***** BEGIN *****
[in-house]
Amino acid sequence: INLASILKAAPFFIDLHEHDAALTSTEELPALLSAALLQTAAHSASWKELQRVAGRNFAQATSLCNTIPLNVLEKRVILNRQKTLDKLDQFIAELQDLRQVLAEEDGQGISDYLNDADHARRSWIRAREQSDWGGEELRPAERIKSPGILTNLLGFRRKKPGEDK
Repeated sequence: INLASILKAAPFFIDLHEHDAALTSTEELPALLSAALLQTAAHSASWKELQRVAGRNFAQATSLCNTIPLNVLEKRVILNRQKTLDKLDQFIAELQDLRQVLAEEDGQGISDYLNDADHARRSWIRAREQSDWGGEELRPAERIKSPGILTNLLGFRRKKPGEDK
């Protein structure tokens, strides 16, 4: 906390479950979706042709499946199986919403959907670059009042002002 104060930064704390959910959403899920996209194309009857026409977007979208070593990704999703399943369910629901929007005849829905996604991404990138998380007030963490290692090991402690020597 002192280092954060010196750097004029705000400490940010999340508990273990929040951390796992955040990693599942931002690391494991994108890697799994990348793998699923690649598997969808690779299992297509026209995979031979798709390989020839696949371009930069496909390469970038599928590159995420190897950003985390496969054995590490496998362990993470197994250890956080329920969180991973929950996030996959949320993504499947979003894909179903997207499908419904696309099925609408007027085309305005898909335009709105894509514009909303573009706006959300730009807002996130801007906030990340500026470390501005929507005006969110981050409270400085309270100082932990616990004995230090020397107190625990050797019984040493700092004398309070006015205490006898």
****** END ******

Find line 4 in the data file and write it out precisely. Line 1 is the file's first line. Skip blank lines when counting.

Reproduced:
């Protein structure tokens, strides 16, 4: 906390479950979706042709499946199986919403959907670059009042002002 104060930064704390959910959403899920996209194309009857026409977007979208070593990704999703399943369910629901929007005849829905996604991404990138998380007030963490290692090991402690020597 002192280092954060010196750097004029705000400490940010999340508990273990929040951390796992955040990693599942931002690391494991994108890697799994990348793998699923690649598997969808690779299992297509026209995979031979798709390989020839696949371009930069496909390469970038599928590159995420190897950003985390496969054995590490496998362990993470197994250890956080329920969180991973929950996030996959949320993504499947979003894909179903997207499908419904696309099925609408007027085309305005898909335009709105894509514009909303573009706006959300730009807002996130801007906030990340500026470390501005929507005006969110981050409270400085309270100082932990616990004995230090020397107190625990050797019984040493700092004398309070006015205490006898």